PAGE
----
Paulino Gullas v. PNB (G.R. No. L-43191)

Facts:

Petitioner Gullas maintains a current account with herein respondent PNB. He together with one Pedro Lopez signed as endorsers of a Warrant issued by the US Veterans Bureau payable to the order of one Francisco Bacos. PNB cashed the check but was subsequently dishonored by the Insular Treasurer. PNB then sent notices to petitioner which could not be delivered to him at the time because he was in Manila. PNB in the letter informed the petitioner the outstanding balance on his account was applied to the part payment of the dishonored check. Upon petitioner’s return, he received the notice of dishonor and immediately paid the unpaid balance of the warrant. As a consequence of these, petitioner was inconvenienced when his insurance was not paid due to lack of funds and was publicized widely at his area to his mortification.

Issue:

Whether or not PNB has the right to apply petitioner’s deposit to his debt to the bank.

Ruling: NO.

As a general rule, a bank has a right of set off of the deposits in its hands for the payment of any indebtedness to it on the part of a depositor. The Civil Code contains provisions regarding compensation (set off) and deposit. The portions of Philippine law provide that compensation shall take place when two persons are reciprocally creditor and debtor of each other. In this connection, it has been held that the relation existing between a depositor and a bank is that of creditor and debtor. [General Rule]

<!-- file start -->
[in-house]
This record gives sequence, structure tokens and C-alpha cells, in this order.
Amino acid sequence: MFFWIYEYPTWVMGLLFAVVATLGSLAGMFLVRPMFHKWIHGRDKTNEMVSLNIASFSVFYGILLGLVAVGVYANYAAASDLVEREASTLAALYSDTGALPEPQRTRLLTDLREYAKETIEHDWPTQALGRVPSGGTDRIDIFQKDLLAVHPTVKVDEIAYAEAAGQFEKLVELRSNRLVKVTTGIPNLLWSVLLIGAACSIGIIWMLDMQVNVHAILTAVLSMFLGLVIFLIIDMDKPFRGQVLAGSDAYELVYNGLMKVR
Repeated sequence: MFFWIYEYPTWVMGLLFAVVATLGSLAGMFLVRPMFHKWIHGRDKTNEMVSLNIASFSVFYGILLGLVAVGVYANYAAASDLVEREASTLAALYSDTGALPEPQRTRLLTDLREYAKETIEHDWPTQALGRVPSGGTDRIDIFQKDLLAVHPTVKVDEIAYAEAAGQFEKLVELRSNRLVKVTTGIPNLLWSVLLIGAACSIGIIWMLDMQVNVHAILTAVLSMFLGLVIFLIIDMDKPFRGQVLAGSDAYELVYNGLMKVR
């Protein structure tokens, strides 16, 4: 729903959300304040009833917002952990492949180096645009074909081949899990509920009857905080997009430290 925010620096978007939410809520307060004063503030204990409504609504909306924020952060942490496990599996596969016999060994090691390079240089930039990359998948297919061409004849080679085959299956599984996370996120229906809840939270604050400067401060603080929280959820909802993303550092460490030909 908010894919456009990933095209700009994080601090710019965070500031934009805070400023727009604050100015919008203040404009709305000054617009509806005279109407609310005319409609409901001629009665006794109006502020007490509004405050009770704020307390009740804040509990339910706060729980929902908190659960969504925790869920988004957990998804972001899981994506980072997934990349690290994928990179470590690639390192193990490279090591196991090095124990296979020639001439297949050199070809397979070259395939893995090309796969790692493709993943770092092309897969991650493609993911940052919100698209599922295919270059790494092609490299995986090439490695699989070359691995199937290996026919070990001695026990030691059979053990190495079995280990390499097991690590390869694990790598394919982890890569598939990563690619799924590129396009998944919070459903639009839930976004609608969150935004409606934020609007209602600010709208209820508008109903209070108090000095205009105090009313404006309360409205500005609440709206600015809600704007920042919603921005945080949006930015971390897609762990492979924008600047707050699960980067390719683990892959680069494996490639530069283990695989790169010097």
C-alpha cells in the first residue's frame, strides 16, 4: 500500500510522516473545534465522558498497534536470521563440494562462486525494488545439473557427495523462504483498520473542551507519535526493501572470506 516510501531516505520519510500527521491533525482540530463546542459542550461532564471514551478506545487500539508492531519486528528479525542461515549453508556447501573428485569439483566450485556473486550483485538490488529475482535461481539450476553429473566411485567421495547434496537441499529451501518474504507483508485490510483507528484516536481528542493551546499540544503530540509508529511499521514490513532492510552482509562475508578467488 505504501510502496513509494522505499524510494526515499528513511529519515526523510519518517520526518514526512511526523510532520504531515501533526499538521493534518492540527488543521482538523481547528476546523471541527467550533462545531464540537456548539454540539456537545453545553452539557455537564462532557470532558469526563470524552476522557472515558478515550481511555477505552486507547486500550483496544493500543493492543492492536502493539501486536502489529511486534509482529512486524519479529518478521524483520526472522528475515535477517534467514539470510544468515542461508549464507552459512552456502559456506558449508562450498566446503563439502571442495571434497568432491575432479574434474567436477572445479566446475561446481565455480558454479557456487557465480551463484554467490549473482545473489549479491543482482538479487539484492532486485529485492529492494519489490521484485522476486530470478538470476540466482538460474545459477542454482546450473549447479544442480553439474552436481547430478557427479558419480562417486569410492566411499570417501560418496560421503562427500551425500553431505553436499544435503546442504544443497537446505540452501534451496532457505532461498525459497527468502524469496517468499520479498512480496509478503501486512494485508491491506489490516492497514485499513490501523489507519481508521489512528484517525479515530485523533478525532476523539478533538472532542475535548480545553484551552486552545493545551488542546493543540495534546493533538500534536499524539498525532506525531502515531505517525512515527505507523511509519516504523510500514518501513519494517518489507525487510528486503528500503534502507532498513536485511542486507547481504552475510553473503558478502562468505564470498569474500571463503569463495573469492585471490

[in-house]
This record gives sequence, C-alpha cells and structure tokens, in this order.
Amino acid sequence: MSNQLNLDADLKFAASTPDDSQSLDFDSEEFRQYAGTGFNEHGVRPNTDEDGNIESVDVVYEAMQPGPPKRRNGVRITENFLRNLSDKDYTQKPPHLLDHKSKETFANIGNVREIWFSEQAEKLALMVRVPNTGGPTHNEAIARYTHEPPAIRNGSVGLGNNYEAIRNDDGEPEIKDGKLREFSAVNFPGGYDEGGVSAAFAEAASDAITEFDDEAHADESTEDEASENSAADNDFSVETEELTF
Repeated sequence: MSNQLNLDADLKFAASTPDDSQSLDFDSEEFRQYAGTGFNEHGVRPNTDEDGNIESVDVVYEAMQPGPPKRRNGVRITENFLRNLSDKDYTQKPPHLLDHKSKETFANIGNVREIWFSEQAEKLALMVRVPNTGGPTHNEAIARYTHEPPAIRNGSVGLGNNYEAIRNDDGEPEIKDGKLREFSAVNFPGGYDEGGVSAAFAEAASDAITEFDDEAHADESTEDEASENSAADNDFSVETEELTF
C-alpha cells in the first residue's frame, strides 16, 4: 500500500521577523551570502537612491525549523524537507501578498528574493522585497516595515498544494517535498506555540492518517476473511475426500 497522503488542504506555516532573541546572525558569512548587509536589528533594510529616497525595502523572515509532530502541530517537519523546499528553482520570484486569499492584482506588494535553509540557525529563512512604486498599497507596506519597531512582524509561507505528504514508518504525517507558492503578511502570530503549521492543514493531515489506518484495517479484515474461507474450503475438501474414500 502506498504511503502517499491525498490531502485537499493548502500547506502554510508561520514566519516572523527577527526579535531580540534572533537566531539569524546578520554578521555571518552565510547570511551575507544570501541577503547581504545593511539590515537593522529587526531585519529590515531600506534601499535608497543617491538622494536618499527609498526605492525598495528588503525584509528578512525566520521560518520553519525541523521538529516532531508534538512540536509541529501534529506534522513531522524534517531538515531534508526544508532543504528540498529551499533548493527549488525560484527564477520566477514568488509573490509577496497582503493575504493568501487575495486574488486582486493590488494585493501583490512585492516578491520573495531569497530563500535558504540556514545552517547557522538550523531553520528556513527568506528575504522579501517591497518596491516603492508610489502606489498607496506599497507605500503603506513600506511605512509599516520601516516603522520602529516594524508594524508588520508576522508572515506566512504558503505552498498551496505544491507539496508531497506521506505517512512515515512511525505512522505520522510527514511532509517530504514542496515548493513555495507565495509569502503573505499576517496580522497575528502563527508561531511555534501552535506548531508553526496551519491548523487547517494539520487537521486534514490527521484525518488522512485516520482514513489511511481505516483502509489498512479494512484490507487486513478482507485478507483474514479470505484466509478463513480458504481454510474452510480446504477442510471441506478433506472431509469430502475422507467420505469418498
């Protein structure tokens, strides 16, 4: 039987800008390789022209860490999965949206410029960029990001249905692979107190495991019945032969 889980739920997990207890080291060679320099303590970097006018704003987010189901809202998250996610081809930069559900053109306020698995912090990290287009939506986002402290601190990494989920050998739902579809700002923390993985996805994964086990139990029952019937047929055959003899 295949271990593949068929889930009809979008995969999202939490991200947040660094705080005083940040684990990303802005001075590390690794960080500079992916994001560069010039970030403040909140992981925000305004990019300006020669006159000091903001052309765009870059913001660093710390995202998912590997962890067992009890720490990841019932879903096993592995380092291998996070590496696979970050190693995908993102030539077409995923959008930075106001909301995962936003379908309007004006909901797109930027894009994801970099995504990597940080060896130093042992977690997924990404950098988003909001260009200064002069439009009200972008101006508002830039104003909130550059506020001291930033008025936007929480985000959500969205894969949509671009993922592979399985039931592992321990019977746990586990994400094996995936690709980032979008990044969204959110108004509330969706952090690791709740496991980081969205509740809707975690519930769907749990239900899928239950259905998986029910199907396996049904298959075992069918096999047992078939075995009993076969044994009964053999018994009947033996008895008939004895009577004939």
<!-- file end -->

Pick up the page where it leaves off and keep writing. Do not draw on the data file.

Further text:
Starting, therefore, from the premise that the Philippine National Bank had with respect to the deposit of Gullas a right of set off, we next consider if that remedy was enforced properly. The fact we believe is undeniable that prior to the mailing of notice of dishonor, and without waiting for any action by Gullas, the bank made use of the money standing in his account to make good for the treasury warrant.

Gullas was merely an indorser and had issued in good faith. As to an indorser, the situation is different and notice should actually have been given him in order that he might protect his interests. We accordingly are of the opinion that the action of the bank was prejudicial to Gullas.

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